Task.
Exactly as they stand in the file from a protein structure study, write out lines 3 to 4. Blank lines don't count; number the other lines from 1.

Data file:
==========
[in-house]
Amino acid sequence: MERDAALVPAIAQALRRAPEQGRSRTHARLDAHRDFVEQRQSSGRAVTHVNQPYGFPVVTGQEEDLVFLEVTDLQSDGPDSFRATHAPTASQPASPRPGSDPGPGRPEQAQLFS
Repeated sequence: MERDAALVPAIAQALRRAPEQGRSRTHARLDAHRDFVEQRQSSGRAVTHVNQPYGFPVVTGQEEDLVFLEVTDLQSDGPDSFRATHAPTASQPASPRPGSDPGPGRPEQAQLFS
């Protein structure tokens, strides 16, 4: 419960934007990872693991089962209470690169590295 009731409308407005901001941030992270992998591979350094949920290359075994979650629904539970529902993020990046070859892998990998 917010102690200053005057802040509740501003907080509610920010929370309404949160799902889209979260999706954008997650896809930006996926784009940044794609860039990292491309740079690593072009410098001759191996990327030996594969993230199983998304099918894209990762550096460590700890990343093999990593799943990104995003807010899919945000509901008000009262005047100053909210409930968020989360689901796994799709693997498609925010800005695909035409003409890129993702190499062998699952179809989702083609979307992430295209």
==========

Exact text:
Repeated sequence: MERDAALVPAIAQALRRAPEQGRSRTHARLDAHRDFVEQRQSSGRAVTHVNQPYGFPVVTGQEEDLVFLEVTDLQSDGPDSFRATHAPTASQPASPRPGSDPGPGRPEQAQLFS
């Protein structure tokens, strides 16, 4: 419960934007990872693991089962209470690169590295 009731409308407005901001941030992270992998591979350094949920290359075994979650629904539970529902993020990046070859892998990998 917010102690200053005057802040509740501003907080509610920010929370309404949160799902889209979260999706954008997650896809930006996926784009940044794609860039990292491309740079690593072009410098001759191996990327030996594969993230199983998304099918894209990762550096460590700890990343093999990593799943990104995003807010899919945000509901008000009262005047100053909210409930968020989360689901796994799709693997498609925010800005695909035409003409890129993702190499062998699952179809989702083609979307992430295209």